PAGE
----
Monthly Archives: November 2013

Benne Wafers, or Sesame Seed Cookies

If there is one book every Southern household should posses, be it a one-bedroom apartment or a grand, ancestral estate; it’s Charleston Receipts. It’s full of amazing recipes, idioms and household tips from days gone by. Some of it is slightly out-dated, to be sure, but a good portion of it is delicious cookies. This recipe is one of a few for Benne Cookies, “benne” being another word for sesame seed.

Before we begin, let’s talk for a second about brown sugar. Brown sugar is my new best friend. Never, ever buy brown sugar. Whenever you need brown sugar, here’s what you do instead: Mix 1 cup sugar with 1 Tablespoon molasses. It will clump up a bit at first, but keep mixing and eventually you’ll end up with what is quite clearly brown sugar. Way cheaper and literally exactly the same thing. You’re welcome.

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Benne Wafers (makes 6-7 dozen, I made a half batch)

1 1/2 c. brown sugar (or 1 1/2 c. sugar mixed with 1 1/2 T. molasses, as per above)

3/4 lb. butter, room temp.

1 egg

3/4 c. flour

1/4 t. baking powder

1/4 t. salt

1 c. sesame seed

Pre-heat oven to 300F.

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This is just your standard cookie technique: Mix together sugar and butter, add the egg (a lot of people scoff at the notion of halving an egg, it’s very simple; scramble the egg, then measure it out and use half) and mix until smooth. Add dry ingredients and mix  until fully incorporated. Measure out in heaping teaspoons place about 2 or 3 inches apart on parchment paper (they spread pretty far) and bake for 15 minutes, one sheet at a time.

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Overnight Ox-tail Soup

I don’t how many of you are fans of You’re Doing It Wrong, but I am not. I firmly believe that there are at least 9 ways to skin a cat and 4 ways to dice an onion. BUT, that doesn’t mean that there aren’t little tricks out there that can help you improve certain dishes. Rinsing rice (except arborrio), and swapping bananas for eggs in scones come to mind. Here’s another: pretty much any soup will taste better the day after you make it. This is particularly true of a soup wherein you cook the meat first, because it gives you the opportunity to remove the fat which will solidify in the refrigerator.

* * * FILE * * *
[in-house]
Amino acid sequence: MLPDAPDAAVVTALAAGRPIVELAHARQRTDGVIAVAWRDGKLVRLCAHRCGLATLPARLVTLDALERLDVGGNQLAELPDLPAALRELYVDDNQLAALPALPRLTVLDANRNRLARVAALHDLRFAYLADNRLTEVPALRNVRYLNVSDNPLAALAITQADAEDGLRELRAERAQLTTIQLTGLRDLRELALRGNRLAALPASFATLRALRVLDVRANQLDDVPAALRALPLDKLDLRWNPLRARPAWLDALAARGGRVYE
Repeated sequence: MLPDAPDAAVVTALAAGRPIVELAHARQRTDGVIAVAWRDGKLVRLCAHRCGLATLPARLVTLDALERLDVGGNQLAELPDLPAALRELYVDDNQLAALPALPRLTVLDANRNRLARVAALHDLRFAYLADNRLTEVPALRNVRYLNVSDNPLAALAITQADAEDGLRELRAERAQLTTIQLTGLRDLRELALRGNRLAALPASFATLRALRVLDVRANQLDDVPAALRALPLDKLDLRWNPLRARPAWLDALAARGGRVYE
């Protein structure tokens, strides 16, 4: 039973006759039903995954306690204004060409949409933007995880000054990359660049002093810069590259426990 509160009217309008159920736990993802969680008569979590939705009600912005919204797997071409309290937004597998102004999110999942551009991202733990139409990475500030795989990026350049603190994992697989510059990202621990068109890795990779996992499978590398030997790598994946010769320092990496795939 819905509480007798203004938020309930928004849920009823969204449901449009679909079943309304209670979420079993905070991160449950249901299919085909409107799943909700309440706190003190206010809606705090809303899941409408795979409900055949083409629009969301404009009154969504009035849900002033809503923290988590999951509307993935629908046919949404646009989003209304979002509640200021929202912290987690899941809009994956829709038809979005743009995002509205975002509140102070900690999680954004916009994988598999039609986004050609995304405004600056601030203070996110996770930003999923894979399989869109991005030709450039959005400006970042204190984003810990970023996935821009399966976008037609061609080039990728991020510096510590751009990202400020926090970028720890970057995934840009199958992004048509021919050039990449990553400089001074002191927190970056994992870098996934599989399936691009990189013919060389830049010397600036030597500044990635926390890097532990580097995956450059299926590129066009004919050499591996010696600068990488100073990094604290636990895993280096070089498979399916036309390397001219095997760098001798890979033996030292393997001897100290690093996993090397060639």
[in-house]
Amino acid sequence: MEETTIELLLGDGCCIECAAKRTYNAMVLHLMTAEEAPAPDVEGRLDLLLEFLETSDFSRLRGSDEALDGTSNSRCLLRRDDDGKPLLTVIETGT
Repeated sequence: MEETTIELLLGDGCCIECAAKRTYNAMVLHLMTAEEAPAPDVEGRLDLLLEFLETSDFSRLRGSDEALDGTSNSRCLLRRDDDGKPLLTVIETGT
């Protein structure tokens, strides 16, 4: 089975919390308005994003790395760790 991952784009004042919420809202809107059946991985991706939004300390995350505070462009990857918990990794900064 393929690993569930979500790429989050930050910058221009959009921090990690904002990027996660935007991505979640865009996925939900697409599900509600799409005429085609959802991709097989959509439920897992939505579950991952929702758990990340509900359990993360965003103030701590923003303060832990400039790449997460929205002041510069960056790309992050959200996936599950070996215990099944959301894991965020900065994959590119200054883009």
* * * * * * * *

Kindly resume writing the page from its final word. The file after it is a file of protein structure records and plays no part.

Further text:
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Overnight Ox-tail Soup

First Day:

-1 1/2 lbs ox-tail

-1/2 inch dice of aromatic vegetables (3 carrots, 3 stalks celery, 1 medium onion, 3 cloves garlic minced)

-2 bay leaves

-1 Tablespoon dried spices (I like to use equal parts thyme, rosemary and crushed red pepper; but feel free to mix it up)

-28 oz. can crushed tomato

-1 Tablespoon tomato paste

-Enough water to cover the meat

This definitely falls onto the complex end of the spectrum, but I promise you, it’s simple enough. Bon courage! And remember, this is a soup, so most of the measurements are ballpark and to taste.

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In a dutch oven, brown the ox-tail sections (I’ve never seen a whole one at the butcher’s, but if that’s all they have ask to have it cut) on all sides over a medium-high heat. This is an occasion to wear an apron, there will be spatter, and it will stain your shirt or burn your arm. Remove to a plate, but leave the fat in the pan. Add in the aromatic vegetables (what the French call mirepoix) and stir these until soft, the plan is for them to turn to mush by the time it’s done. Add the remaining ingredients, turn the heat down and let this whole business simmer at least 3 hours. Stir occasionally to prevent sticking and add water if it gets lower than the meat, but you can leave it alone for the most part. After a good simmer, let the soup come down to room temperature and then refrigerate it overnight.

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Second Day:

-1 1/2 c red wine

-Vegetables (this time we used half of a patty pan squash, a dozen Brussels sprouts, and maybe a pound of potatoes, but you can do whatever you want)

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Remove the solidified fat from the top of the soup (this time I got most of a cup!), add the wine and return to a boil. I suggest using a red that you wouldn’t mind drinking with the soup, this time I used a Spanish tempranillo that Svetlana at the Bottle Shop pointed us to.  Add the vegetables and continue to cook for about an hour or so. By then the vegetables should be ready and  the meat fork-tender. Done. Simple, non?

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